Army Continues to Invest in M2 Bradley Fighting Vehicles

by: Matthew Potter
August 15, 2012

Category: BAE Systems, Business Line, Companies, Contract Additions, Contract Awards, Countries, Department of Defense, development program, England, Events, Federal Budget Process, logistics, production program, Services, U.S. Army | RSS 2.0

The U.S. Army has not developed a new heavy armored vehicle since the 1980’s. They have continued to rely on the M1 Abrams tank and M2 Bradley Fighting Vehicle family for that mission. They did start a new system, Future Combat System (FCS), that would have used speedy, wheeled vehicles to ultimately replace the two venerable tracked systems but that was cancelled due to cost and schedule issues. The current systems have had to “make do” throughout the fighting in Iraq and Afghanistan.

That does not mean they haven’t spent billions on upgrading and refurbishing the systems. The current versions have received significant changes in armor, mobility and electronics. These has kept them capable of carrying out modern missions.

The Army just announced yet another contract to upgrade M2 Bradley’s assigned to the U.S. National Guard. BAE Systems (BAE:LSE), which through a series of mergers and acquisitions, now owns the rights to the Bradley originally designed and manufactured by FMC. That British company received a contract worth over $300 million to provide “enhanced survivability and interoperability” for vehicles belonging to a variety of states.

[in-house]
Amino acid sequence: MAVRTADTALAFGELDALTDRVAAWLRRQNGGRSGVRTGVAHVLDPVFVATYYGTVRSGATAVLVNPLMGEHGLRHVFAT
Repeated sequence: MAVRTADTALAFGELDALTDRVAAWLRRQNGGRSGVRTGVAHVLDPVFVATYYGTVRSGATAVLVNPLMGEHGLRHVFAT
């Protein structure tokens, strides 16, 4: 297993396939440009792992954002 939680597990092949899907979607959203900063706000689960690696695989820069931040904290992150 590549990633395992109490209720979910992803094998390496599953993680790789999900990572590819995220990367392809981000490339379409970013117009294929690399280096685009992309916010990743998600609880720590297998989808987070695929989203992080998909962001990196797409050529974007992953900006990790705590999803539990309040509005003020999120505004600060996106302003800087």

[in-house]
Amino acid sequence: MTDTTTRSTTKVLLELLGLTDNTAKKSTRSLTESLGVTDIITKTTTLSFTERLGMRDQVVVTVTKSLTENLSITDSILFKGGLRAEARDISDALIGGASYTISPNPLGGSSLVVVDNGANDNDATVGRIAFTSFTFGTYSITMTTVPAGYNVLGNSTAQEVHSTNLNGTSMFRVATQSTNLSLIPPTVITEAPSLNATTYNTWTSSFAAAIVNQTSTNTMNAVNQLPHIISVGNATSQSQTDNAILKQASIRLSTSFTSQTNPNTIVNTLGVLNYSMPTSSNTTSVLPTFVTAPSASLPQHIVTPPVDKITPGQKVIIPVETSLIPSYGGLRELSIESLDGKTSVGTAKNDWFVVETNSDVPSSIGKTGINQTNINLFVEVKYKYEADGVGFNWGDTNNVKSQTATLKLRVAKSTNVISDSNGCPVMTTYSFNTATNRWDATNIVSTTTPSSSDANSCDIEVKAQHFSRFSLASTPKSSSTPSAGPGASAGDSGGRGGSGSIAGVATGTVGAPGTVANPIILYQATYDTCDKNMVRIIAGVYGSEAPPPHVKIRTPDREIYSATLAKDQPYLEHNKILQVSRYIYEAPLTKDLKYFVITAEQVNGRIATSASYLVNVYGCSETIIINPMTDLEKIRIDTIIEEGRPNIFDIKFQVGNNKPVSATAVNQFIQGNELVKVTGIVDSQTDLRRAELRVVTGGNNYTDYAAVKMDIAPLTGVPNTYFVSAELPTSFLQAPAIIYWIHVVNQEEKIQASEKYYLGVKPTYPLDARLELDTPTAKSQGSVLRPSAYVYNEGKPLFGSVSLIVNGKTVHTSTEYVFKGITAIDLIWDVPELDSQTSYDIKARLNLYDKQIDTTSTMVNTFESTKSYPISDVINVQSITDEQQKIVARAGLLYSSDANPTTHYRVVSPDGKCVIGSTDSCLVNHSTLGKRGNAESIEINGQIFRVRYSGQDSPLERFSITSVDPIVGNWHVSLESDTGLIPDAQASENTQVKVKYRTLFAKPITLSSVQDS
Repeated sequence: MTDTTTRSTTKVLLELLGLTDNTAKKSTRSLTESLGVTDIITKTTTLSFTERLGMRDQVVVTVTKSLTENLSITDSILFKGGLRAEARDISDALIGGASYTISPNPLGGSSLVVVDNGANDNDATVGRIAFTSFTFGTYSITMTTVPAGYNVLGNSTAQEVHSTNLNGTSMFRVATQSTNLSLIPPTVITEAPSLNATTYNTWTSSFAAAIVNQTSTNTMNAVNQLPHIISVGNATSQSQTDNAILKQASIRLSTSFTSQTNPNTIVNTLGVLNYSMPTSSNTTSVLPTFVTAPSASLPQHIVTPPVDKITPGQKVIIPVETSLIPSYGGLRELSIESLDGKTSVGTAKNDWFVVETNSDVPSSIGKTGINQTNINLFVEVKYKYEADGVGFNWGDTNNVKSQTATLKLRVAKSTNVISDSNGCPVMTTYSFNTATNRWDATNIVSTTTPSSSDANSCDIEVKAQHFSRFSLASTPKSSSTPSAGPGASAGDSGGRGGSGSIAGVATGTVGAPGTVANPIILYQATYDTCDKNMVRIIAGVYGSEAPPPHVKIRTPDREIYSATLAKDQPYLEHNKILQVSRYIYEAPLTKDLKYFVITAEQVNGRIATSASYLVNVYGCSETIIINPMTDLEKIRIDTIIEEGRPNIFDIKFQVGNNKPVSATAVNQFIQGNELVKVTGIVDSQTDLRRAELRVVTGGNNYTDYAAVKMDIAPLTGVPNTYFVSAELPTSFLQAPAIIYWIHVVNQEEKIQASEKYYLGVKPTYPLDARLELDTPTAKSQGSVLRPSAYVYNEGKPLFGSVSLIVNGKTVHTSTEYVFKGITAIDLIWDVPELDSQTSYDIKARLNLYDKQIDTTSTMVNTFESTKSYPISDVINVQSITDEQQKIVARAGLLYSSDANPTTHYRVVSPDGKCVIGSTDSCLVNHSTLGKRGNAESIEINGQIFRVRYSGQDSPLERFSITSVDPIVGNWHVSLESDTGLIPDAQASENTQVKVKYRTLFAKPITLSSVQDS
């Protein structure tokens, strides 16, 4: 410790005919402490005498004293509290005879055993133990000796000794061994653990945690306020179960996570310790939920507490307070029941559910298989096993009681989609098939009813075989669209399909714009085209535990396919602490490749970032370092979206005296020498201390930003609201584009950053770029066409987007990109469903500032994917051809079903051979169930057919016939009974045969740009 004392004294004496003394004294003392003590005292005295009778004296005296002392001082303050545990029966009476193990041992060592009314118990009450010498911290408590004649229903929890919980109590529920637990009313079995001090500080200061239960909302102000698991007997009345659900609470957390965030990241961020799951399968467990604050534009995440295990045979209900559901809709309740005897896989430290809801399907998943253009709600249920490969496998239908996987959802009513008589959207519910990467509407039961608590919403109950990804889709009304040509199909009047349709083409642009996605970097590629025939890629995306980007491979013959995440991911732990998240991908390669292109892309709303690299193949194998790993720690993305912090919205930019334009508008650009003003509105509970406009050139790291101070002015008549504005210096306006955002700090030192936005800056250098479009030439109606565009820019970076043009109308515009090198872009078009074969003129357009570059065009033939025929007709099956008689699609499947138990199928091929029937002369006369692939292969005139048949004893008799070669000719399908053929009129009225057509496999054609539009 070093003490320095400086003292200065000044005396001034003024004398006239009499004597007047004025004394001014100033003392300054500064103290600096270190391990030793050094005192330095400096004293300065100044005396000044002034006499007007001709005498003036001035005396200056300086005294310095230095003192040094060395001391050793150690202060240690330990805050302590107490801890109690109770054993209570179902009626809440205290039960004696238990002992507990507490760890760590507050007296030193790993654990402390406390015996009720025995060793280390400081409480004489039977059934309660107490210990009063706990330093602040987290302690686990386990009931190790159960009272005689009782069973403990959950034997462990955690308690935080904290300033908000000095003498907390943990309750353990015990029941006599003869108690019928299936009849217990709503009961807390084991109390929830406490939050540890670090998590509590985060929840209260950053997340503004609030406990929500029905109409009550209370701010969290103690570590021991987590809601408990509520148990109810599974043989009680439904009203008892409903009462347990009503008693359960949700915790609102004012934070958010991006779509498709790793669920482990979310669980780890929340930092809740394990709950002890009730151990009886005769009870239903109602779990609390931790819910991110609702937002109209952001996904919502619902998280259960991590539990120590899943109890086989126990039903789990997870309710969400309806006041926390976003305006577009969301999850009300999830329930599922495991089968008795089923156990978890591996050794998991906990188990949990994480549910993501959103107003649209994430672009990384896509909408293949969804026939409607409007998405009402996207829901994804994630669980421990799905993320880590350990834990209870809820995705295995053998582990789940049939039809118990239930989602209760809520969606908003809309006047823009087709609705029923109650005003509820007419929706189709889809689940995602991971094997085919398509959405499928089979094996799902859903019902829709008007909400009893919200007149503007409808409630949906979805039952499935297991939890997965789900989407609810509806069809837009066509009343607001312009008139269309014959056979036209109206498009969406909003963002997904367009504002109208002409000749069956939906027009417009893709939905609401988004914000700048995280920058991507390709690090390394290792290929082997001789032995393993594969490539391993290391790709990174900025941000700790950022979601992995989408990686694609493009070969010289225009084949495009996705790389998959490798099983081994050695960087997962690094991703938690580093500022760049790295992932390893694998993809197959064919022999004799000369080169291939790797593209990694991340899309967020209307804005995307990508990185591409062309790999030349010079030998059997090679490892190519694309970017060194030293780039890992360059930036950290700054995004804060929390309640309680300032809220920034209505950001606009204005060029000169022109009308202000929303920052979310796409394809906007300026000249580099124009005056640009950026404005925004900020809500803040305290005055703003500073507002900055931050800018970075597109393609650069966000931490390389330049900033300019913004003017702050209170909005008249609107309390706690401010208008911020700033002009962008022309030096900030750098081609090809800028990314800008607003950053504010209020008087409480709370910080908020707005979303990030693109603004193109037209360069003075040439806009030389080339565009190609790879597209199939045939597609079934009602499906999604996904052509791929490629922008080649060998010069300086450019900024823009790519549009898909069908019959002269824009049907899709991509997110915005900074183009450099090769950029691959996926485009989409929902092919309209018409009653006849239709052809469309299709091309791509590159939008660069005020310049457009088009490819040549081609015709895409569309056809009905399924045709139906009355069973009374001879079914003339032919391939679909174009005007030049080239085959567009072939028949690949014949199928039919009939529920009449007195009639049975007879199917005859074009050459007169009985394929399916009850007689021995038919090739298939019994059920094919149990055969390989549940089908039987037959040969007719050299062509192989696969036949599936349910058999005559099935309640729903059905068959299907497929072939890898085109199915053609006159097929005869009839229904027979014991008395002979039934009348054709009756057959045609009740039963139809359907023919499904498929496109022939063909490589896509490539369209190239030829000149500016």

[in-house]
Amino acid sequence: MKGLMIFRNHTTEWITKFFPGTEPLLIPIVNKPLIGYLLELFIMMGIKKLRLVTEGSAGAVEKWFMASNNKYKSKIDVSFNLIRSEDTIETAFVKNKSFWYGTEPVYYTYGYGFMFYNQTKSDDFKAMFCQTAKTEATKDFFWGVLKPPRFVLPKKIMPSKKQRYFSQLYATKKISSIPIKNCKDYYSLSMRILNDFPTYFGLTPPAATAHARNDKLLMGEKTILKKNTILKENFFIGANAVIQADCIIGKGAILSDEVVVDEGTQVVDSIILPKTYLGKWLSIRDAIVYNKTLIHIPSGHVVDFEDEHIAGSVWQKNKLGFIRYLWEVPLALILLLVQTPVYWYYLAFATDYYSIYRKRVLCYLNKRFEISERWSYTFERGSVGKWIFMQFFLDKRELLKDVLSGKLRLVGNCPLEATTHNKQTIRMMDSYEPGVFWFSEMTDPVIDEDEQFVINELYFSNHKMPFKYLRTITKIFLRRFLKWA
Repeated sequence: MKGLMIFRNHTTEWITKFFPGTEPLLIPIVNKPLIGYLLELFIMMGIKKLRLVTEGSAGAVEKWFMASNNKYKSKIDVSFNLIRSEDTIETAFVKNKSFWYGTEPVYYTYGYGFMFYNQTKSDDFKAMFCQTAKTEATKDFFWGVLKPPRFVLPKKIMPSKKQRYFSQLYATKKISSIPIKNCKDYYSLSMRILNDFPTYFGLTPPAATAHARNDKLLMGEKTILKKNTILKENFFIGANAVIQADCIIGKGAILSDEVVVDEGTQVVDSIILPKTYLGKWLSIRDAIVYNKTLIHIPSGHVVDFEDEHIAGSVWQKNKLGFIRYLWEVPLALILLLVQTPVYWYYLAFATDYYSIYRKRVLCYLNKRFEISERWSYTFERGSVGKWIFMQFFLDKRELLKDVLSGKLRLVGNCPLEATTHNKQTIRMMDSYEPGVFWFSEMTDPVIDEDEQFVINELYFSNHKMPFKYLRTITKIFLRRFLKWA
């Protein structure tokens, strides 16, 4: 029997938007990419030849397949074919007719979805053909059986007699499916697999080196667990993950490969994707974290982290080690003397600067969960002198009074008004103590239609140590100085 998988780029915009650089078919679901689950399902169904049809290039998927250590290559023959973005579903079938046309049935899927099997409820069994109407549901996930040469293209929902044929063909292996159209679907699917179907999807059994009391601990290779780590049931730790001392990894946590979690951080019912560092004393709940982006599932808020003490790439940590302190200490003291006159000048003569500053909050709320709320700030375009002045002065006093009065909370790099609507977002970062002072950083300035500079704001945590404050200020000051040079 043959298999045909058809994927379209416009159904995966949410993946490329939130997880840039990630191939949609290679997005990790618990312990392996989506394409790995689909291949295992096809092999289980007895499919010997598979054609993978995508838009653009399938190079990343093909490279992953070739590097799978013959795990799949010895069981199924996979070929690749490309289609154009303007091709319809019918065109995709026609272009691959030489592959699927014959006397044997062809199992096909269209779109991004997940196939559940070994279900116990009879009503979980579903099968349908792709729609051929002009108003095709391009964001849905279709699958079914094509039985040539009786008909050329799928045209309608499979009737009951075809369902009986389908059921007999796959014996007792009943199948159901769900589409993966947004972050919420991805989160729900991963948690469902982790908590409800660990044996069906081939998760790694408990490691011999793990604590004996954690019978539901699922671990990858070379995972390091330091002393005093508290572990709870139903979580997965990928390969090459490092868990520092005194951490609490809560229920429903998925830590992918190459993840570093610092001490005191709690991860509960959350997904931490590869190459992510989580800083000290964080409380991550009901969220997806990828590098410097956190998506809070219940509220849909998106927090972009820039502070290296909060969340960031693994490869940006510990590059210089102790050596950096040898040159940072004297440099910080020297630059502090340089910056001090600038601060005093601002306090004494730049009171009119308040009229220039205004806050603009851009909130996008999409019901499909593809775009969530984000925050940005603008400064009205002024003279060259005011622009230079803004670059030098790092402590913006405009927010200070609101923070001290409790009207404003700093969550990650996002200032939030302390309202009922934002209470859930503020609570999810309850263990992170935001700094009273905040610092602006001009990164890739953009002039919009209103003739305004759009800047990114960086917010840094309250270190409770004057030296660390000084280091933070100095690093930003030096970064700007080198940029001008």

The company will see more contracts like this as the fighting winds down in Afghanistan and the Army resets their fleet of Bradleys to a common standard.

There is a new Ground Combat Vehicle (GCV) in development that will ultimately supplement or replace the M2. The Army is waiting to received prototype vehicles from different bidders to begin testing. BAE is one of several companies participating in that contest.

BAE like all of the other large defense contractors is facing challenging times as the U.S. and its Western European allies move to reduce their defense spending. Recent earnings were down compared to last year with a 10 percent drop in sales. Keeping existing programs like the Bradley active will only help it in the near future. If the U.S. does go ahead with the GCV and slowly replace the M2 BAE could lose several hundred million in revenue a year.

Share this:
Share this page via Email Share this page via Stumble Upon Share this page via Digg this Share this page via Facebook Share this page via Twitter

Tags: , , , , , , , , ,

| Give a Comment | trackback